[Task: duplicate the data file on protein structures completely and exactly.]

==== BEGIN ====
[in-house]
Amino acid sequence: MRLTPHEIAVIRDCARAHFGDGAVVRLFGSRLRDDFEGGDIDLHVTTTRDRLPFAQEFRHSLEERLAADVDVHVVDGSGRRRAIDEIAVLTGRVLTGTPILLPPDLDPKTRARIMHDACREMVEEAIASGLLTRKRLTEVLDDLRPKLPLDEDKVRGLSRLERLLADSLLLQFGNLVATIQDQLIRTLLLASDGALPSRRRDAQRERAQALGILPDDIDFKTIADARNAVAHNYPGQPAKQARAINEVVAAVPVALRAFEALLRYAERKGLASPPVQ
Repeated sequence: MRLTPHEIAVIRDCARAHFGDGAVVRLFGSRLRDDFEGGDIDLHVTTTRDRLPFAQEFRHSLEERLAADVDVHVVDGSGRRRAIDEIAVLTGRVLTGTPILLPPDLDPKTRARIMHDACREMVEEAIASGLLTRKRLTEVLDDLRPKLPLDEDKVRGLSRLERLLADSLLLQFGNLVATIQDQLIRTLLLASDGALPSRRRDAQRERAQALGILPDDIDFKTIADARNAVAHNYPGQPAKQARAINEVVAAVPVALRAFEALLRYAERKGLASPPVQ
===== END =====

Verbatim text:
[in-house]
Amino acid sequence: MRLTPHEIAVIRDCARAHFGDGAVVRLFGSRLRDDFEGGDIDLHVTTTRDRLPFAQEFRHSLEERLAADVDVHVVDGSGRRRAIDEIAVLTGRVLTGTPILLPPDLDPKTRARIMHDACREMVEEAIASGLLTRKRLTEVLDDLRPKLPLDEDKVRGLSRLERLLADSLLLQFGNLVATIQDQLIRTLLLASDGALPSRRRDAQRERAQALGILPDDIDFKTIADARNAVAHNYPGQPAKQARAINEVVAAVPVALRAFEALLRYAERKGLASPPVQ
Repeated sequence: MRLTPHEIAVIRDCARAHFGDGAVVRLFGSRLRDDFEGGDIDLHVTTTRDRLPFAQEFRHSLEERLAADVDVHVVDGSGRRRAIDEIAVLTGRVLTGTPILLPPDLDPKTRARIMHDACREMVEEAIASGLLTRKRLTEVLDDLRPKLPLDEDKVRGLSRLERLLADSLLLQFGNLVATIQDQLIRTLLLASDGALPSRRRDAQRERAQALGILPDDIDFKTIADARNAVAHNYPGQPAKQARAINEVVAAVPVALRAFEALLRYAERKGLASPPVQ